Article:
It doesn’t happen very often. There’s a real moral failure by our leaders in the church on this issue. You can’t expect the people in the pews to respond to an issue if you’re not educating them and helping them understand what the position of the church is and why it’s there, and I think, frankly, we have a huge teaching failure on the part of the leadership, of our clergy, on this issue.

Q: What should they be doing? What should pastors and their congregations be doing?

They should be preaching. They should be teaching. They should be taking people into their local prison or jail.

That’s what Jesus says to do: visit those in prison. So let’s get them in there. Let’s visit those in prison. See what happens. I found it to be not only enlightening but liberating.

Q: Where do you think the church is now on these issues broadly? Do you see any hopeful signs?

I see hopeful signs across the country. I think this is percolating as an issue like it hasn’t done in 40 years.

There’re some reasons for that. We haven’t really had a serious crime problem in 30 years, so we have these excessive punishments now for people when we don’t even have a crime problem.

So people are beginning to look around and think, “We’re spending millions of dollars on this, and to what gain?” It seems like a waste of human life and a waste of the taxpayer dollars, and that conversation is percolating all over the country.

I took a trip and visited criminal justice systems in Europe, and the Swedes are in the process of phasing out [some of] their prison system right now. I went to the maximum security prison in Sweden -- Kumla.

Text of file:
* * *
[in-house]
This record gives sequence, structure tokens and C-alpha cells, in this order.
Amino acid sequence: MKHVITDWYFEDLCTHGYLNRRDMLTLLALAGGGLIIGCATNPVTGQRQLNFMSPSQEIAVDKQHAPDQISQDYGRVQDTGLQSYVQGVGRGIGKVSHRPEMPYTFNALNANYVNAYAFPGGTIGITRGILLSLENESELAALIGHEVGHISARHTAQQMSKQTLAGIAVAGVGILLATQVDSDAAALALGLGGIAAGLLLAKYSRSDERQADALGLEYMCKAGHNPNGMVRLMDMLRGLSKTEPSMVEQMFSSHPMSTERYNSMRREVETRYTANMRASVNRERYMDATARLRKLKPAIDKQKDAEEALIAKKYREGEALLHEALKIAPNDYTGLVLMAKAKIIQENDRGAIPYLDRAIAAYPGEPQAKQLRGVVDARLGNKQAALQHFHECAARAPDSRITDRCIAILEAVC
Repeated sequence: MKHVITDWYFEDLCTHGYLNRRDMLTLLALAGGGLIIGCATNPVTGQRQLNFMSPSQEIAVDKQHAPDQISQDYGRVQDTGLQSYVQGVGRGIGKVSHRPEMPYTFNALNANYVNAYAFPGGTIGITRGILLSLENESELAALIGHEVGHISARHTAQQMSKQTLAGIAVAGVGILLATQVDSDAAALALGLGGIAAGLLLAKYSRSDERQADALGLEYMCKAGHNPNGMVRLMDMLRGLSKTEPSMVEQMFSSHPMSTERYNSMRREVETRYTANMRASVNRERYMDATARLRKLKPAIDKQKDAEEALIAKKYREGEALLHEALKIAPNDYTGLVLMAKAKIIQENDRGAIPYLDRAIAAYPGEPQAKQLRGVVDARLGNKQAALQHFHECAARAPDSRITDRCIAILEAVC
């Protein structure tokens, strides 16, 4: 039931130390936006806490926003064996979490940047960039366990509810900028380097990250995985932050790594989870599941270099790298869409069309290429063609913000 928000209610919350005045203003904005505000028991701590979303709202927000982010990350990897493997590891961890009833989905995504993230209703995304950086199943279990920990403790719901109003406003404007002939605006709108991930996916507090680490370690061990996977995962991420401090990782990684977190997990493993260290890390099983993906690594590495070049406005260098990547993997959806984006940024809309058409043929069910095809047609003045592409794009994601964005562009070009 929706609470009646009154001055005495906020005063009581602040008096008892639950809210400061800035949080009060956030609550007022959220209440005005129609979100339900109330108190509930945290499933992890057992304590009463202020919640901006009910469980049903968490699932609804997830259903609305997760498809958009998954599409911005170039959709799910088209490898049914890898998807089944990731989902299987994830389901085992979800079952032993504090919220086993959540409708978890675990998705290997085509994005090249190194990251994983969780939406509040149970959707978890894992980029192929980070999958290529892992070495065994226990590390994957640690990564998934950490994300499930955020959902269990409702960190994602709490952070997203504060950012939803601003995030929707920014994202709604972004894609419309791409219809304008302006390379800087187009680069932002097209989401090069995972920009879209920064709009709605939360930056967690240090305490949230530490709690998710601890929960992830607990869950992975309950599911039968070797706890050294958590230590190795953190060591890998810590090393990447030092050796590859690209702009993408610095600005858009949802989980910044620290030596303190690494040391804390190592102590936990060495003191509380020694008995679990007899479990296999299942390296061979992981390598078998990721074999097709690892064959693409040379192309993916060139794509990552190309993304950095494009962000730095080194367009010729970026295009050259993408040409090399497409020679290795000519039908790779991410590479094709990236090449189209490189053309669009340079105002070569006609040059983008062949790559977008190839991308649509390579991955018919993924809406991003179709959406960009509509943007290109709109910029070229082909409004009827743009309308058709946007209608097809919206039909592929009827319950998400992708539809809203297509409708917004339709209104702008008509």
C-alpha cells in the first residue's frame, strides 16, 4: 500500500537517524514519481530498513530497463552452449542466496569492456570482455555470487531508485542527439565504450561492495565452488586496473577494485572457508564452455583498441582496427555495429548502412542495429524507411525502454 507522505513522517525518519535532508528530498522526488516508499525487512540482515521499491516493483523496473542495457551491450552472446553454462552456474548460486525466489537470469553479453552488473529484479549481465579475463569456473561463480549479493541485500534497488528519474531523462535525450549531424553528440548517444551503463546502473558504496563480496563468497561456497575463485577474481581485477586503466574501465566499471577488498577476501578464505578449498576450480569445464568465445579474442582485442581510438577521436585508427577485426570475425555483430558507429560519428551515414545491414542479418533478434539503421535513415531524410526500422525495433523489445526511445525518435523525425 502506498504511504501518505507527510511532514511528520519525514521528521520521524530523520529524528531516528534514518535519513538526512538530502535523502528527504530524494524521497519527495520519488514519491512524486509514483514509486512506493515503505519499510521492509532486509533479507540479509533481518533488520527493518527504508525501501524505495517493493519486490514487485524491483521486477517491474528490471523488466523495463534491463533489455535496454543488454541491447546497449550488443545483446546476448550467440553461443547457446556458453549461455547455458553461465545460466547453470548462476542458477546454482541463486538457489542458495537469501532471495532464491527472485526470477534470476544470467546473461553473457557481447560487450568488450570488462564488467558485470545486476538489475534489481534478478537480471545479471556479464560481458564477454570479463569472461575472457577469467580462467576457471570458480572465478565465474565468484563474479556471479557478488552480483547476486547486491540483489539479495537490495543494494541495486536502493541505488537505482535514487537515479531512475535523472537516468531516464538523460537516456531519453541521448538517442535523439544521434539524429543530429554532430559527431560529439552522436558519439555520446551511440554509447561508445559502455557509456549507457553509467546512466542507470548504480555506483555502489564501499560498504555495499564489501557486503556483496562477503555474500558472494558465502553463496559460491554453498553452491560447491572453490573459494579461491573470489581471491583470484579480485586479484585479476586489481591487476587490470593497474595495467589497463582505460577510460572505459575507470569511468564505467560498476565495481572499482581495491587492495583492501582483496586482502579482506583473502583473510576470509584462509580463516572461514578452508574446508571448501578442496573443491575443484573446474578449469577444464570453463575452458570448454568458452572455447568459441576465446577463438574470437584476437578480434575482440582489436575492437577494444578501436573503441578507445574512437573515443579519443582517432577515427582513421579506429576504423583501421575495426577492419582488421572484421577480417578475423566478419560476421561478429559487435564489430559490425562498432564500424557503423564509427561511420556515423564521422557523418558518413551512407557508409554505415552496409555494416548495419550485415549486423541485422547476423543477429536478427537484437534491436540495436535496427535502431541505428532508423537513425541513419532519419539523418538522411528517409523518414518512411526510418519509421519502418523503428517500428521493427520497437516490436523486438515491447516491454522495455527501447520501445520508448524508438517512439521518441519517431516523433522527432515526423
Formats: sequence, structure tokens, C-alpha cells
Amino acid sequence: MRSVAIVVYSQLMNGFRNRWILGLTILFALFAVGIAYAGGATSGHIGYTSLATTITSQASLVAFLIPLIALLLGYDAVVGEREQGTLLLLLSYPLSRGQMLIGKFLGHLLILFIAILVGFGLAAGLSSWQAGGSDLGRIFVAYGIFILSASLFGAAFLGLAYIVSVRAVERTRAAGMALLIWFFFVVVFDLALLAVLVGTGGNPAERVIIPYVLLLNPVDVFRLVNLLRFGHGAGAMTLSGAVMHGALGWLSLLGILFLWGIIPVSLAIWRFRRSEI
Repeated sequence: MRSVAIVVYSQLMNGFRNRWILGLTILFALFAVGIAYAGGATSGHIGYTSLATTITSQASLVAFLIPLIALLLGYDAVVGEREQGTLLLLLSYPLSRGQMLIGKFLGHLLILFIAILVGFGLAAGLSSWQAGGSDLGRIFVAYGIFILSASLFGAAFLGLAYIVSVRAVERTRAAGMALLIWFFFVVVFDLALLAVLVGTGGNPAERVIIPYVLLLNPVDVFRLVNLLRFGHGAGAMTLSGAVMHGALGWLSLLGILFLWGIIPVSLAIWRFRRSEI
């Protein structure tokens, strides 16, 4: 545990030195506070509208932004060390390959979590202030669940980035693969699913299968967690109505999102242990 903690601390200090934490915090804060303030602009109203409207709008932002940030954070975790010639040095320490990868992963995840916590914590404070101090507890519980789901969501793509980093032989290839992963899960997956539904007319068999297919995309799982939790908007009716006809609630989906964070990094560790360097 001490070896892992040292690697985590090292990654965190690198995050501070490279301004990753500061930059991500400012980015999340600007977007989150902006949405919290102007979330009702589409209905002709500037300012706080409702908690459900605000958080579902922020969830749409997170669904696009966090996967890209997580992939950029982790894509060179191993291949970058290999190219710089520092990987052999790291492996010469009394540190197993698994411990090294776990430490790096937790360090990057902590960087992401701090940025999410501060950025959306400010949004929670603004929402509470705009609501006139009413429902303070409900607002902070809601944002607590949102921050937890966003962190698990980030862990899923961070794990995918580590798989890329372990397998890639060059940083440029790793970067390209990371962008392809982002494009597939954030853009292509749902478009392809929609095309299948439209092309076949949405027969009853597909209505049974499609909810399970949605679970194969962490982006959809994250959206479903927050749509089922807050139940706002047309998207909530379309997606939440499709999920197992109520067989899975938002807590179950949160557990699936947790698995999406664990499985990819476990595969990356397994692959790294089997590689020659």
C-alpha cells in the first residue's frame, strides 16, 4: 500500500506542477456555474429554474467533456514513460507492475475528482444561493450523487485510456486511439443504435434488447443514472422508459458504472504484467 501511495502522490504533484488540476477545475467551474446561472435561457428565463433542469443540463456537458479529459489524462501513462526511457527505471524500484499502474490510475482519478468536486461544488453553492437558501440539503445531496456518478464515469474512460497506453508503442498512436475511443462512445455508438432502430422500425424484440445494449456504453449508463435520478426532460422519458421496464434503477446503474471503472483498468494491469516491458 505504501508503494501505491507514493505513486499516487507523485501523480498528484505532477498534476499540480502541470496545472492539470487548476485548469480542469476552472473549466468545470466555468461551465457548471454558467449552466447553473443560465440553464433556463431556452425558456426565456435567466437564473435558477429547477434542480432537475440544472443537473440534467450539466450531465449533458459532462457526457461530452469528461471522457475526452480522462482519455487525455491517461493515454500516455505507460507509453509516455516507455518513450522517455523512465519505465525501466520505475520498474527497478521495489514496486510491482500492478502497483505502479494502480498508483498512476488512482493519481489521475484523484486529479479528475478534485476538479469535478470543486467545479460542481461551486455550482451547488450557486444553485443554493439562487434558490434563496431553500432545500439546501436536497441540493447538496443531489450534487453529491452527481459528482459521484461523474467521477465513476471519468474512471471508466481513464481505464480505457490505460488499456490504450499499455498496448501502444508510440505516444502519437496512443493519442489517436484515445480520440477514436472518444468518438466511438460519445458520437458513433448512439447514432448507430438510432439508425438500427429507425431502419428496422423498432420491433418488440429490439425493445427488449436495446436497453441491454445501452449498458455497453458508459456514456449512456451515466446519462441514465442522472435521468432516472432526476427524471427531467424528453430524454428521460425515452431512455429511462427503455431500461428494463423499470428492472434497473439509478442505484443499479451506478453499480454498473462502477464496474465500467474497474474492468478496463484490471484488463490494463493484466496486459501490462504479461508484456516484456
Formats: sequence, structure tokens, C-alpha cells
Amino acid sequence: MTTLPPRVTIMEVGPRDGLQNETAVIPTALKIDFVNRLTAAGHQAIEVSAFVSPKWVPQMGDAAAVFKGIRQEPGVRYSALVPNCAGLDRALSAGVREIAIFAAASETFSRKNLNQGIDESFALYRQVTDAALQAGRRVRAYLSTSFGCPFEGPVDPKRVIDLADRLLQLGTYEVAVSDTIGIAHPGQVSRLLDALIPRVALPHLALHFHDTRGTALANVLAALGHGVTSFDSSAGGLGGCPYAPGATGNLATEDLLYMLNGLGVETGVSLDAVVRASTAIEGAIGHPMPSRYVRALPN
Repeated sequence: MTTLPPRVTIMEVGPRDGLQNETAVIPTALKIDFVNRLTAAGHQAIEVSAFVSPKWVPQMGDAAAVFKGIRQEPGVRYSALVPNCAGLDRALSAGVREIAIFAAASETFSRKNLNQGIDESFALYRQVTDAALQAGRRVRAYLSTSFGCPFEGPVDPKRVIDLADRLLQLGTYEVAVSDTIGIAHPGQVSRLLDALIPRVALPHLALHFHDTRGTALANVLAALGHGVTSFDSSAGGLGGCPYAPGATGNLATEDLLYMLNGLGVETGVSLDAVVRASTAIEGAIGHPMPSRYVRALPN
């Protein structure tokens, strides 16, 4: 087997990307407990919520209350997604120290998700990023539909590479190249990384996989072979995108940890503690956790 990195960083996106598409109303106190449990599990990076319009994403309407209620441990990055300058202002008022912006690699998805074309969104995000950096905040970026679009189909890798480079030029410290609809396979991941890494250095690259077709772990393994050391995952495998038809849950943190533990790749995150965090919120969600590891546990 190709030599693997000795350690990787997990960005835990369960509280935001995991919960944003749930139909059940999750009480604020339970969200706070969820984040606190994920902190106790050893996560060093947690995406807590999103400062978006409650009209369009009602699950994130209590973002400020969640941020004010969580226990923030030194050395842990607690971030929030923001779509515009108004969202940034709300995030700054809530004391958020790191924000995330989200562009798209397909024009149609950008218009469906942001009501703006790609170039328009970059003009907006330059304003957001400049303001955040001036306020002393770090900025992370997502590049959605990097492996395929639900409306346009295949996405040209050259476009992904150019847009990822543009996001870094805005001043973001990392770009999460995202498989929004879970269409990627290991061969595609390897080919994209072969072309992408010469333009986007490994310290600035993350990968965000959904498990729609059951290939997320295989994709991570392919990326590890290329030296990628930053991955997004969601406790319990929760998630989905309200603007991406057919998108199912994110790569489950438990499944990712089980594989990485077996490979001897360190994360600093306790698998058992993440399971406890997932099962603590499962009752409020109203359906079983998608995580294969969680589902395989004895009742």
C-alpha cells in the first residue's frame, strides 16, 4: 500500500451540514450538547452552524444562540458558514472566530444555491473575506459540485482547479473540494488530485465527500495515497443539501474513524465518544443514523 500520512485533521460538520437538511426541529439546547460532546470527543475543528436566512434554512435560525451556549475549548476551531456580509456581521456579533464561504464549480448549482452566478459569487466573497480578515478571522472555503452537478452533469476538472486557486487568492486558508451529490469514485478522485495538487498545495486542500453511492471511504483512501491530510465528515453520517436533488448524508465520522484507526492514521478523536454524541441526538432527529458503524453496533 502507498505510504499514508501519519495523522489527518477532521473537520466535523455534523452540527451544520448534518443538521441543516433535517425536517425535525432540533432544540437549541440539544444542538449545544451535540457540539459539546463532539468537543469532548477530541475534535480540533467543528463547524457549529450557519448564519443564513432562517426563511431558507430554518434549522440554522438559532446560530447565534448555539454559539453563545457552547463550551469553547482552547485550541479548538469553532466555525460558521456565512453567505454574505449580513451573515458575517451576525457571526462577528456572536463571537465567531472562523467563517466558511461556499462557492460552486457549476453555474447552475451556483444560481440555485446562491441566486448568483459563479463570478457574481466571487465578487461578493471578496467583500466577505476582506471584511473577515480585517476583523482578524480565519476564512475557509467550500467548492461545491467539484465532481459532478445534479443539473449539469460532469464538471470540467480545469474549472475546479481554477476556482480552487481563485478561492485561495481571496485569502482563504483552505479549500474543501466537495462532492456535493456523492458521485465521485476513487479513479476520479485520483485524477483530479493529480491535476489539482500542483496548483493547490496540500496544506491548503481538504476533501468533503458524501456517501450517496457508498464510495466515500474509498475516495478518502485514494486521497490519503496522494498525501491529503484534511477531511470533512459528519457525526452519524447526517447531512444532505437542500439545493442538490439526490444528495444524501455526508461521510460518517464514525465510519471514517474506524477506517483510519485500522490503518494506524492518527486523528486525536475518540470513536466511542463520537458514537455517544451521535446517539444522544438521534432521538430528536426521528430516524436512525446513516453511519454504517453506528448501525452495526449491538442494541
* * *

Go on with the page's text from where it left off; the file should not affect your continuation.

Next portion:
It’s just tundra. It’s desolate, and I go in there, and every man in that prison is in an education program or a vocational program. That person is being equipped to come back into society, because the Swedes know that they’re coming back, and when they come back, you want them to be equipped to succeed.

We have none of that going on in this country. We’re into punishing them, so when they come out, they’re even worse than they went in, usually, unless they’ve somehow transcended while this has happened to them. So it’s a whole different way of looking at corrections. Needless to say, that’s why our incarceration rate is out the roof, and the Swedes are doing away with [a number of] their prisons.

These issues are resonating throughout the country, and I think it is because there’s no crime problem, and people are beginning to realize we have a basically wasteful, inefficient, unjust system, and we need to address it. And as Bonhoeffer says, if we wait for the Christians to address it, it might not ever get done. So we’re looking for people, whatever walk of life, to help us address this problem.